Last Night A .zip Saved My Life
Your website has been hacked
Words no business owner nor web developer ever wants to hear.
There can be many reasons why it happened, many sources of the hack and many reasons behind it. More often than not this is done so a site can be abused for the purposes of sending out spam from a seemingly legitimate source or other such impersonal a reason. Sometimes it is to prove they can do so, or for reasons of political/business sabotage. The attack vector could be a brute-force password hack or it could be running a script which attempts to exploit a weakness in outdated software. Having both robust passwords and up-to-date software dramatically cuts the chances of such a hack taking place.
Long term impact of a hack?
Even once your site has been recovered there can be negative side effects which hang around in the longer term, especially if the hack was not discovered or fixed promptly. Your site being taken down and the domain abused can have long term effects on the Google search rankings as well as your reputation. In some cases your domain can even get blacklisted by web security software if the abuse was not discovered for a time and the re-purpose of your resources nasty. Speed of recognition of the issue and of beginning work on this is important, especially for saving your SEO ranking and ratings.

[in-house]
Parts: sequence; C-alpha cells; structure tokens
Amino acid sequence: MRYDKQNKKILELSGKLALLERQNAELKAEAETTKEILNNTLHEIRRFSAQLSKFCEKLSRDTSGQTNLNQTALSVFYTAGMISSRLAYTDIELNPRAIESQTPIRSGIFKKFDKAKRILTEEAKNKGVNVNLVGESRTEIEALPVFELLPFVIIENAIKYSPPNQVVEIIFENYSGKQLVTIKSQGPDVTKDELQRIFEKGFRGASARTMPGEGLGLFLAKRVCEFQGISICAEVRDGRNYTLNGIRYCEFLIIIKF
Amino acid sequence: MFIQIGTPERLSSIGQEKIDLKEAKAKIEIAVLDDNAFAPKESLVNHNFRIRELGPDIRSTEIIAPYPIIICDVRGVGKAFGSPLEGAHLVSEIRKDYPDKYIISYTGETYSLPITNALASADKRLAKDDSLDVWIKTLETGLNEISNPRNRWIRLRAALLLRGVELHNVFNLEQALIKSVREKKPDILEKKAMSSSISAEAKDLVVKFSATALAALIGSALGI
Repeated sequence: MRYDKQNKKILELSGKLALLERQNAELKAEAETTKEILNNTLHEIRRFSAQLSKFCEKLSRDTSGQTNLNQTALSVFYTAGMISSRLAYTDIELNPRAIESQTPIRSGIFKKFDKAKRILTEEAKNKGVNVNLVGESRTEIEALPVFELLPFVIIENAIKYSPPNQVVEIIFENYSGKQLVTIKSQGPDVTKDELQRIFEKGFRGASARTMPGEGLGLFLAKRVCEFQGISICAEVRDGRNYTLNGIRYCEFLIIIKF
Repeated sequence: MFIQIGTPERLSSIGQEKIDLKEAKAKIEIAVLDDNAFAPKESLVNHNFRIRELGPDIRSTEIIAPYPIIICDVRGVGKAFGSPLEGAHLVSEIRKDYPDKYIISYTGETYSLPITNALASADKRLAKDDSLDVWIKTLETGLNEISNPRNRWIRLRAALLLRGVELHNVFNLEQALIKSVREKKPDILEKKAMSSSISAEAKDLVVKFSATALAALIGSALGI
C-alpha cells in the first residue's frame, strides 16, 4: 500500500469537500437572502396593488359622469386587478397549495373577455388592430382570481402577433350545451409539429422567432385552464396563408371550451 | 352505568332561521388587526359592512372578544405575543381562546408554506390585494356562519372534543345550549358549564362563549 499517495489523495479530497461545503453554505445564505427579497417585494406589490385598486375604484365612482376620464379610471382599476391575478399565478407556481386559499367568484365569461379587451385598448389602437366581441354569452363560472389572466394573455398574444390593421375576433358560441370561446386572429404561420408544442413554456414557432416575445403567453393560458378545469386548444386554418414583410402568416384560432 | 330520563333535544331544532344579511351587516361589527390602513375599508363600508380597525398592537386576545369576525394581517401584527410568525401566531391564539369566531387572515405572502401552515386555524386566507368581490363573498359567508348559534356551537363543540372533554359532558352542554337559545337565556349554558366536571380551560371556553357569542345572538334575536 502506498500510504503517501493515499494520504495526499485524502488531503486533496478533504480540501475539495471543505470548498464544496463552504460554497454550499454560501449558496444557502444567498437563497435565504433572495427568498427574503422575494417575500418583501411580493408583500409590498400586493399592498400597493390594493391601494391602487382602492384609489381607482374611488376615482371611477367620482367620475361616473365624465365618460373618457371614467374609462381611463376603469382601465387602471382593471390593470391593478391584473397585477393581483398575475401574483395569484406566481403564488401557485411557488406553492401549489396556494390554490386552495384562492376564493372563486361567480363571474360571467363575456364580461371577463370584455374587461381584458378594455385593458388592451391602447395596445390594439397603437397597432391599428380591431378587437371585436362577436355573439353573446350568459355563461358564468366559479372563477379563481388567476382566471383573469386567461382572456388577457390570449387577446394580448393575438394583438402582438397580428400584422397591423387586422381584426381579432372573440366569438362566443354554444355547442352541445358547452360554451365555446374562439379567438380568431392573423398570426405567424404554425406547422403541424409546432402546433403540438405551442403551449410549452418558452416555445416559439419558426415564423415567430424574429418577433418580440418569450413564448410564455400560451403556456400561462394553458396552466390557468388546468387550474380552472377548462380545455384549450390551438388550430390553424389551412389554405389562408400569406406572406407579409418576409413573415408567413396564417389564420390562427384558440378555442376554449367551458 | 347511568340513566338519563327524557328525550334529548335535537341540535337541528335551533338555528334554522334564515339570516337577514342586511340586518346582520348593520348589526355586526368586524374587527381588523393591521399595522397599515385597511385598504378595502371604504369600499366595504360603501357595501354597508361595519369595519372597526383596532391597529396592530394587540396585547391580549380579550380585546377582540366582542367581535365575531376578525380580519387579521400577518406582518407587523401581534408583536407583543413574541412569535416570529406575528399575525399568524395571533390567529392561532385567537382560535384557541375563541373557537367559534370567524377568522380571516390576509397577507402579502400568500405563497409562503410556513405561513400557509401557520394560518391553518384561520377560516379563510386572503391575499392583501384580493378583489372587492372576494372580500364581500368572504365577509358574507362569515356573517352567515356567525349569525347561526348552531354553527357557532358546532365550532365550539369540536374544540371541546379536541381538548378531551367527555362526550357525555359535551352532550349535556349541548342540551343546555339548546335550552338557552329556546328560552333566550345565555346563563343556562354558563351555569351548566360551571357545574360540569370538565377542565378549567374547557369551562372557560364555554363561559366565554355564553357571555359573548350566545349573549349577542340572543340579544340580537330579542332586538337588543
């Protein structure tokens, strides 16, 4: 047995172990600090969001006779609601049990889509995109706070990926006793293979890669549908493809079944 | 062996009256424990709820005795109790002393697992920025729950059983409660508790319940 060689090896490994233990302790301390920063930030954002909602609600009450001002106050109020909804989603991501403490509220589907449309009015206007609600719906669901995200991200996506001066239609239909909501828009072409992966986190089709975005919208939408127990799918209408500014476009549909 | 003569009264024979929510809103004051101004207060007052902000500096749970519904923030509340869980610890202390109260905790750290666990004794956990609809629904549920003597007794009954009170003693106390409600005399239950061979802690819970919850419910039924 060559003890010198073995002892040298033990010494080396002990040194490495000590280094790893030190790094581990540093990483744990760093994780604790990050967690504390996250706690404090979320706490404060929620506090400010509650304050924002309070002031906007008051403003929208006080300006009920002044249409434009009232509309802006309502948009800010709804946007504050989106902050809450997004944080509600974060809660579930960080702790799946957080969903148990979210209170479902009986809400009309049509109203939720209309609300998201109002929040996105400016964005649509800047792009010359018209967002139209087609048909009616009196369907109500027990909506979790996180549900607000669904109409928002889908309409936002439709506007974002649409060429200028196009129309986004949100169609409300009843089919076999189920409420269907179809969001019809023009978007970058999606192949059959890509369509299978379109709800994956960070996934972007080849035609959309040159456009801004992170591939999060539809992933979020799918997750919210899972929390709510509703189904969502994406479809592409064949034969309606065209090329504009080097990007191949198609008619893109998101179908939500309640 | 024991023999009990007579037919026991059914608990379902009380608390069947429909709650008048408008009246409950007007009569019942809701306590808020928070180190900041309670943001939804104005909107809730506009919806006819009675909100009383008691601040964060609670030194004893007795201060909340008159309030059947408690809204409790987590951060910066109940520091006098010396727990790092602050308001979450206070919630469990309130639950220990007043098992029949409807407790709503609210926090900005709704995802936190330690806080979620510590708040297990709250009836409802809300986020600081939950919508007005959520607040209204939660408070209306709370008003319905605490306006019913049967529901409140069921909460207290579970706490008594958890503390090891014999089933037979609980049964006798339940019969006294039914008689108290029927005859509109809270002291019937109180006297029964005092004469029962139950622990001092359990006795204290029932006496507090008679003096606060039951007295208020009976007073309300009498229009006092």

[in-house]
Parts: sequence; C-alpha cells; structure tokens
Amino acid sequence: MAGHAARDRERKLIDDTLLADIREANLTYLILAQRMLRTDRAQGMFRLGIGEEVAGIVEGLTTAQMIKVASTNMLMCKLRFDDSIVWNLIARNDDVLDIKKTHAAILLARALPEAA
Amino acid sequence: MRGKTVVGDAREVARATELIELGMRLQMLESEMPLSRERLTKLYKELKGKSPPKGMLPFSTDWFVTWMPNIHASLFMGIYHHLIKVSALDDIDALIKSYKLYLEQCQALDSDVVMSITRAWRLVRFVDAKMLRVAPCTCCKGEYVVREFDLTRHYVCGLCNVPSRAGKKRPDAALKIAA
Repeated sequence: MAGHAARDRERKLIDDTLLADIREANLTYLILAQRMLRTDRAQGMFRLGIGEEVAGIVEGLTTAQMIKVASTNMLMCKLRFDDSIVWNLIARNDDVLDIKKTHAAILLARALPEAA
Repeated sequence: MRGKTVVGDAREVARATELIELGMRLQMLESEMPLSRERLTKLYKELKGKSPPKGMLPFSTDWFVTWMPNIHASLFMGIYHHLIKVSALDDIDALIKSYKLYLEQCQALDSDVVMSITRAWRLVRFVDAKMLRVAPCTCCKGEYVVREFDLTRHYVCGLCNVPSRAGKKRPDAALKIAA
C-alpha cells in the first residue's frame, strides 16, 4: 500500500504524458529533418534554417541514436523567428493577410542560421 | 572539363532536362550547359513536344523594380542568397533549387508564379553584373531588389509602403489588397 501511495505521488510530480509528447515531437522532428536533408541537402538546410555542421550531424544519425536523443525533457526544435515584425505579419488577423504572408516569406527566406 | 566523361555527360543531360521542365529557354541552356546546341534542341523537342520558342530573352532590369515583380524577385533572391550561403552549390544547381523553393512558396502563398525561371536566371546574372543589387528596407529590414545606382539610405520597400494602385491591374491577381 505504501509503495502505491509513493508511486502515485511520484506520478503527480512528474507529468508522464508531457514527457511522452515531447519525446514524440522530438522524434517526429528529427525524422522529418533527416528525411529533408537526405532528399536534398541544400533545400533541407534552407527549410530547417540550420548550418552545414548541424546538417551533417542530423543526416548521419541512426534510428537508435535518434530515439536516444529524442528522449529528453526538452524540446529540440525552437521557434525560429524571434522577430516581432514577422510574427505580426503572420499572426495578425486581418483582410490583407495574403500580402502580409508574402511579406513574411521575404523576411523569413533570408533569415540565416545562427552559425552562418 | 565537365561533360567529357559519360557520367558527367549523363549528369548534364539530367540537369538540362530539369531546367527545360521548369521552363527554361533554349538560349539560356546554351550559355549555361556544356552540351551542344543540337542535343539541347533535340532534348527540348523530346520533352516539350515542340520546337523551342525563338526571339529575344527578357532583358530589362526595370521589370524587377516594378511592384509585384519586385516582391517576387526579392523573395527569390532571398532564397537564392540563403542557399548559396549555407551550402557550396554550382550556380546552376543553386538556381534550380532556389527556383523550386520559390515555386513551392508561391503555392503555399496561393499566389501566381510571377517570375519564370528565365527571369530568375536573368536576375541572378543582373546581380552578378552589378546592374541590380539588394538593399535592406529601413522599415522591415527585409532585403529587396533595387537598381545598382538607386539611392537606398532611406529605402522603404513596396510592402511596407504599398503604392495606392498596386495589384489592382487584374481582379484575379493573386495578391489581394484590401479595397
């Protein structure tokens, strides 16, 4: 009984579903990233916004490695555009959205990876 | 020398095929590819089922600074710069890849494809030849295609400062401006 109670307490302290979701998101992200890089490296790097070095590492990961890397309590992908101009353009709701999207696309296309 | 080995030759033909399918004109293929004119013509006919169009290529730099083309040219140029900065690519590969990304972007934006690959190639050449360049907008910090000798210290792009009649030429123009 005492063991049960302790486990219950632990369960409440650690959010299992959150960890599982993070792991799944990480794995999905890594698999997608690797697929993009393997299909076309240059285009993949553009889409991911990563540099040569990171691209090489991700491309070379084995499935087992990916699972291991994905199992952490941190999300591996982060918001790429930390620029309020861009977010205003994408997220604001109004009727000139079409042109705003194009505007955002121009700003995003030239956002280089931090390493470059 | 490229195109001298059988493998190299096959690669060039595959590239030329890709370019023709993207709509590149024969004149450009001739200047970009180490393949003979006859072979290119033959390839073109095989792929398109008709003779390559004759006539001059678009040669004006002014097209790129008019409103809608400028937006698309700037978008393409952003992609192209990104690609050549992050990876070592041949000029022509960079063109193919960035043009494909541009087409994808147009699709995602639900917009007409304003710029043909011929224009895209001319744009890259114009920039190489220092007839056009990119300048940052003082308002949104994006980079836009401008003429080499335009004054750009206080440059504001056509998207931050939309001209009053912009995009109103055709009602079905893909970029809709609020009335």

So what are we looking at, and for?
In order to recover a site a lot of work must take place and this starts with the developers gaining access to the backend and surveying the damage. Sometimes original files and data are still there, but have other insidious files buried deep within them or elsewhere in the files structure and sometimes data has been deleted or corrupted. Generally once somebody takes over your site they want to stay in control, to maximise whatever benefit they are getting from this, so getting access can often be the tough part. Username and Passwords may well have been changed, login pages broken and malicious code inserted into the site. In nasty cases there may be no option but to nuke the site – and yes, this term does mean what you think!
So we can recover from this?
Regardless of which scenario you are faced with, the bad or the ugly, a backup is vital. A recent backup. We cannot emphasise enough how valuable these are, especially if your content changes or is added to often. We recommend to manually take backups regularly and to have an automated backup procedure too. This helps us to analyse which files have been changed, what the reason for the attack was and gives us a version we can reload and revert to.
Armed with this and with some diligent work a disaster can be recovered from. It is stressful for all on the victims side – be they the business owner, the Web Developer who is working to outsmart and defeat the [insert expletive here] who hacked the site or customers who happen upon the site in its downtime, but any problems can be solved when armed with sufficient tools. Without this? Well, fortunately I’ve never had to heal with such a scenario, and hopefully I never do.
So please, ensure you have regular backups of your site(s), with copies stored in multiple locations. And hope that you never need to use any of them.
As our Director, Consultant and Lead Developer Ivan said when broached on the subject:
“The impossible we can do, miracles take longer.”
Article by Graham